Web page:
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Things I Learned from The TOPS Show at the Cave (Interview)

Interview With TOPS

 

 

I had a great time at the TOPS show. I think everyone who was there had a great time and I have been doing my best to rub it in for those folks that left early or made no effort to attend. I learned a lot that night through interviewing David Carriere and Jane Penny before, dancing like I was possessed during, and hanging out with the band after the show when they came back to Steak house to crash on our couches. Here is a nearly comprehensive list of what I learned:

²  Jane Penny has a great laugh—it almost verges on villainous, but is overwhelmingly positive and reassuring.

²  Childhood never ends (according to David)

²  The erasure of Silly Kissers’ albums was an unintentional casualty of how the Internet works and not part of some conspiracy.

²  Riley Fleck (Drums) is insanely good at Bananagrams.

²  People in San Francisco love Tupac Sweatshirts.

²  Jane is shy talking about loogies, but not hawking them.

²  When things get rough black pantyhose has a secondary function.

²  Everyone loves music, even sober, uniform-clad, Sprite-drinking, Southern boys.

²  Alana DeVito (Bass) is the most excited about Canada’s new prime minister.

²  Tops’ sound engineer is a master of his craft. He also wears tighty-whities.

²  Your favorite musicians are just people, knowing that can make it more fun to talk to them.

²  Jane is actually Adam Sandler’s Daughter

²  Marianne Faithfull made a cool fantasy album with Angelo Badalamenti in 1995.

 

These things and more are better contextualized in the embedded interview below.

 

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NEW MUSIC WEEK SE7EN

band

 

Hierophants -- Parallax Error

 

Hierophants is the latest in the trend of lo-fi semi-comedic bands, and they’re pretty great. They’re unique, however, thanks to their more 80s influences and cleverer than usual lyrics (“Every bridge, there’s a troll”). Filled with fuzzy riffs and even fuzzier synth, Parallax Error is a tour de force of short, catchy songs that you’ll be humming the entire day.

 

RIYL: Chastity Belt, R. Stevie Moore, White Reaper, fuzz

Top Tracks: Stress, Change, 321, White Bread, Nothing Neu

 

 

Darkstar -- Foam Island

 

Pretty mellow, occasionally dancey semi-minimalist electronica. Kinda sounds like it would be in a very hip commercial for something really vague like headphones or a website for cheap airline tickets.

 

RIYL: Howling, Apple commercials

Top Tracks: Pin Secure, Stoke the Fire, Through The Motions, Go Natural

 

 

Chapin Sisters – Today’s Not Yesterday

 

Today’s Not Yesterday is the third full length by the sister duo Chapin Sisters. Backed up by tight songwriting, and interesting instrumentation featuring the occasional organ, Today’s Not Yesterday is a solid modern folk album. The beautiful vocal harmonies from the two sisters however forms the backbone of the album. The vocals float breezily through most of their tracks on the album, making up for any other blemishes there might be.

 

RIYL: Over the Rhine, Martha Wainright, Joni Mitchell

Top Tracks: Autumn, Getaway, We Will Not Stop

 

 

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Ambient and Ambiance: Music to Study to

I find it very hard to read while listening to hip hop. Similarly, it’s hard to listen to some downtempo folk when I’m going on a run. So what are the right types of music to listen to while studying? And more importantly, what about all these other different types of work: writing, reading, math-ing? Well, I’ve compiled a list of some of my favorite albums to listen to while working. Vibe out below:
 
Graphic Design: Daft Punk - Alive 2007
I imagine that Daft Punk’s Alive 2006/2007 tour would have been one of the greatest times to be a Daft Punk fan. This was when they were in peak form: they had dozens of recognizable hits, and were fully embracing their maximalist robot lives. Alive 2007 is a recording of their Paris concert, and everyone is turned up and cheering as Daft Punk lays down hit after hit. I can generally tolerate some lyrics when working with the icons and images of Adobe, and while Daft Punk certainly has some words, they usually only serve to accentuate the beat and help you participate by singing along. If you want to design your heart out in the middle of a massive party, I strongly recommend you play this.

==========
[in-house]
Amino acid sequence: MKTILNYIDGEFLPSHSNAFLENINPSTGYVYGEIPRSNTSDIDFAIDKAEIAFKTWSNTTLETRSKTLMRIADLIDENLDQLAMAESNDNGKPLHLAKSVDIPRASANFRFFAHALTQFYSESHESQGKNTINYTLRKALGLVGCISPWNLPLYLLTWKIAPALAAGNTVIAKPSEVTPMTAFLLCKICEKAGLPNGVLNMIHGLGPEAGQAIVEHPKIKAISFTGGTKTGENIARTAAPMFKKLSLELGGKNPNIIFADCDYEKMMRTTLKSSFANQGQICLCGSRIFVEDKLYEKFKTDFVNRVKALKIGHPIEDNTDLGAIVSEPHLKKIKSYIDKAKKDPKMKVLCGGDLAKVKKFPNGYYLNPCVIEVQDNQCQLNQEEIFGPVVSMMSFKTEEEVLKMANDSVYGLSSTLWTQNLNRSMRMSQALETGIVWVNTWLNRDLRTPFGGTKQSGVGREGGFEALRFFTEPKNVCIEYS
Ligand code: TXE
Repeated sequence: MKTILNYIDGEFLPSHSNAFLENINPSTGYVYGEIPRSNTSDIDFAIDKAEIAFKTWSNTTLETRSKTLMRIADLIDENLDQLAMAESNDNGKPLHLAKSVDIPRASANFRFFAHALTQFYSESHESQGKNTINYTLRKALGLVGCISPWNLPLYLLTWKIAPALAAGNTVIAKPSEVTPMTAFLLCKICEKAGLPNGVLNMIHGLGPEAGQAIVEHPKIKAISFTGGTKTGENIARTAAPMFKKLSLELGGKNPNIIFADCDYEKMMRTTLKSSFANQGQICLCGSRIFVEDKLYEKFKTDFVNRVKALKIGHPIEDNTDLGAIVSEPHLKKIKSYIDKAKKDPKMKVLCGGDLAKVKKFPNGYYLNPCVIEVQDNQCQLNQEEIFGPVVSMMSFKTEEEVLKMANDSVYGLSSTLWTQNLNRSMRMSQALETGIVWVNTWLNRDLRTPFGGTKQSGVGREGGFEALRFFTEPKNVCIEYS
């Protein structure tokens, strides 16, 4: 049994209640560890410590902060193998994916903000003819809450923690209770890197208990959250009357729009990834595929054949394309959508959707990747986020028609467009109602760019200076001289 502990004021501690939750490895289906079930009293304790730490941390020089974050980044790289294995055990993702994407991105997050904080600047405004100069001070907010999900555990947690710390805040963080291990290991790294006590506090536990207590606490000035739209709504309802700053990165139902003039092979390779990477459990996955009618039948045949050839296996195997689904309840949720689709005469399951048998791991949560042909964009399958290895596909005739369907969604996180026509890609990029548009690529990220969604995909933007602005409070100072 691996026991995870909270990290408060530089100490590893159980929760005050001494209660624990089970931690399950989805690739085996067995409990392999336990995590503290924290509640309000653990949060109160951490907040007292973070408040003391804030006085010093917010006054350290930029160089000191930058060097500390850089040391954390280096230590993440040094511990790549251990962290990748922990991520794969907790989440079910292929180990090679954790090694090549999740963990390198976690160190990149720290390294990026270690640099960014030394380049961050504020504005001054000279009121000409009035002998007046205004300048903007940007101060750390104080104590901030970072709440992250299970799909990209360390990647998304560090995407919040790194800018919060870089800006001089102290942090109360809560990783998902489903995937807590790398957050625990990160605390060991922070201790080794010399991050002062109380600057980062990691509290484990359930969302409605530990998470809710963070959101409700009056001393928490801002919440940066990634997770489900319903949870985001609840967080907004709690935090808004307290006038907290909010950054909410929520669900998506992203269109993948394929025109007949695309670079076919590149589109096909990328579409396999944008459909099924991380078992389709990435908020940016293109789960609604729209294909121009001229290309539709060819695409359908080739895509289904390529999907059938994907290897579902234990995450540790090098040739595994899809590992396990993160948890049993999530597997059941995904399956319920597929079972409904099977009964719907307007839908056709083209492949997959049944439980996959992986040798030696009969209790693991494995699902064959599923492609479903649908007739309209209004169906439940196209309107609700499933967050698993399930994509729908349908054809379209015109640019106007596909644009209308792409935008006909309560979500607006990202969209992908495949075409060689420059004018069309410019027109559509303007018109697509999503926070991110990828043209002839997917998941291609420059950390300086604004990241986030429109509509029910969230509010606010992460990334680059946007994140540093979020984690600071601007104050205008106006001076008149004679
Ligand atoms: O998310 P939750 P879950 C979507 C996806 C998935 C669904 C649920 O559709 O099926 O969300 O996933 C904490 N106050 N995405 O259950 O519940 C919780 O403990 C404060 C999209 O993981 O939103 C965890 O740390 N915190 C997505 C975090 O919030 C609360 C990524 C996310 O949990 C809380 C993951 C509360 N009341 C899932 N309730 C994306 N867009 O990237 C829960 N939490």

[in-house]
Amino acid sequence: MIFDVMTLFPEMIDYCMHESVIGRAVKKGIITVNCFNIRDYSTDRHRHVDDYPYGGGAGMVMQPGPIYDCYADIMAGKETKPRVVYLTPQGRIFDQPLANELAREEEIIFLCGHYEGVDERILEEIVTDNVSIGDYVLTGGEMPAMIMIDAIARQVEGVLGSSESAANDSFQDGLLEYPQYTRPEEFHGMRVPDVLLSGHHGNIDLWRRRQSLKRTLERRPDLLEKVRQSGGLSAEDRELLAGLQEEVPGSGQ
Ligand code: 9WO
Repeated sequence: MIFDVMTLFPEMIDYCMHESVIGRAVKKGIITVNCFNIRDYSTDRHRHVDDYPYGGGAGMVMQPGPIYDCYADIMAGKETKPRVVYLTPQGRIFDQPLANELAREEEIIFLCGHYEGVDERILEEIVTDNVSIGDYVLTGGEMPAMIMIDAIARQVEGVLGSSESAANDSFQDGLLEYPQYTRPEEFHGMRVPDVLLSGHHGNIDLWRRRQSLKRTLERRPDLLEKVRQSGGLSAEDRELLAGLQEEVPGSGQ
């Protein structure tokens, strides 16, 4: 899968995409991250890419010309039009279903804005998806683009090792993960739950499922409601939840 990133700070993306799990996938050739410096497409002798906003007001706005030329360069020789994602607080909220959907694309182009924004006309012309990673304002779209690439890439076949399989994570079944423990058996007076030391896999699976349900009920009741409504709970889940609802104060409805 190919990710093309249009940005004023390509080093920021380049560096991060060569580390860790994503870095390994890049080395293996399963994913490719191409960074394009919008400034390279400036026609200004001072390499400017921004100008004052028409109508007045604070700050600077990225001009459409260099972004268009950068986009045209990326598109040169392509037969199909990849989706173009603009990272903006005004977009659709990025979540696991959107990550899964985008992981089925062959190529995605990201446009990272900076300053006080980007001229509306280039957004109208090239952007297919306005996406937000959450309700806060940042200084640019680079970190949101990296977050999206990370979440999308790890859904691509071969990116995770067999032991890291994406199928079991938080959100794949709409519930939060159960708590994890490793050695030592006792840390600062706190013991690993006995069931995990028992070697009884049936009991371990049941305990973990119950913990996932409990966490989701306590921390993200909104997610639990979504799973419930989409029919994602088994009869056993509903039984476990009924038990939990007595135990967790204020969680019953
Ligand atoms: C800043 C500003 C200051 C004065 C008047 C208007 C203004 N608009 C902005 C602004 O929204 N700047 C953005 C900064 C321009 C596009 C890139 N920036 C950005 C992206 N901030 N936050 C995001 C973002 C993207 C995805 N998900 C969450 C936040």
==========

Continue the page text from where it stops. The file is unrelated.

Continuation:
Computer Programming: Four Tet - Beautiful Rewind
Similar to other genre-blending electronic musicians, Four Tet isn’t afraid to juxtapose glitches and “electronic” sound with a warm and “live” sound. I find myself wanting to sing along to the vocals in the track, even if they are completely incomprehensible (the song “Buchla” is a perfect example of this. Butler is just a synthesizer company). I come back to Four Tet when I want to similarly juxtapose the digital and real world when computer programming. The common image of someone who is “in the zone” and coding is probably on their third Mountain Dew, in a dark basement. But it’s important to remember that programs are written for everyone, and should be beautiful and accessible. Four Tet is kinda like that too: textured and nuanced, but enjoyable and accessible.
 
 
I can’t exactly place why this is the case, but Boards of Canada feels a lot like science and math. This may just be me projecting, but Boards of Canada thinks it too: songs like “Triangles & Rhombuses” and scattered samples of volcanic excursions encourage, or at least don’t reject, the association. Their name even has a naturalist association, stemming from the documentary-producing National Film Board of Canada. The analog sound and hip-hop beats feel somewhat nostalgic, and maybe it helps me approach some chemical reaction with the same childlike sense of wonder I watched Planet Earth with.
  
Last winter, I was working on a large biology literature review. Every paper I read would lead to a new list of papers to read, and I think the only way I got through it was coffee and The Field. I continued to use The Field as a way to slog through long and dense readings in future classes as well. The Field is simultaneously a minimal head trip and a pump-up soundtrack. This is for making every highlight, underline, and annotation feel important.
 
In contrast to the work that needs to keep chugging along, writing a paper often requires longer moments of calm and thought before writing more. It’s in these moments that I turn to the non-rhythmic ambient music of Brian Eno, to keep me focused but not feeling behind. Brian Eno’s first album to be explicitly labeled as “ambient” was Ambient 1: Music for Airports, an album that I still make a point of listening to when I go to the airport. Ambient 4: On Land is the final installment of this series, a collage of nature and mechanical sounds that will sustain you in your world for at least the 45 minutes of the album, and you could probably loop this or go into another Ambient album.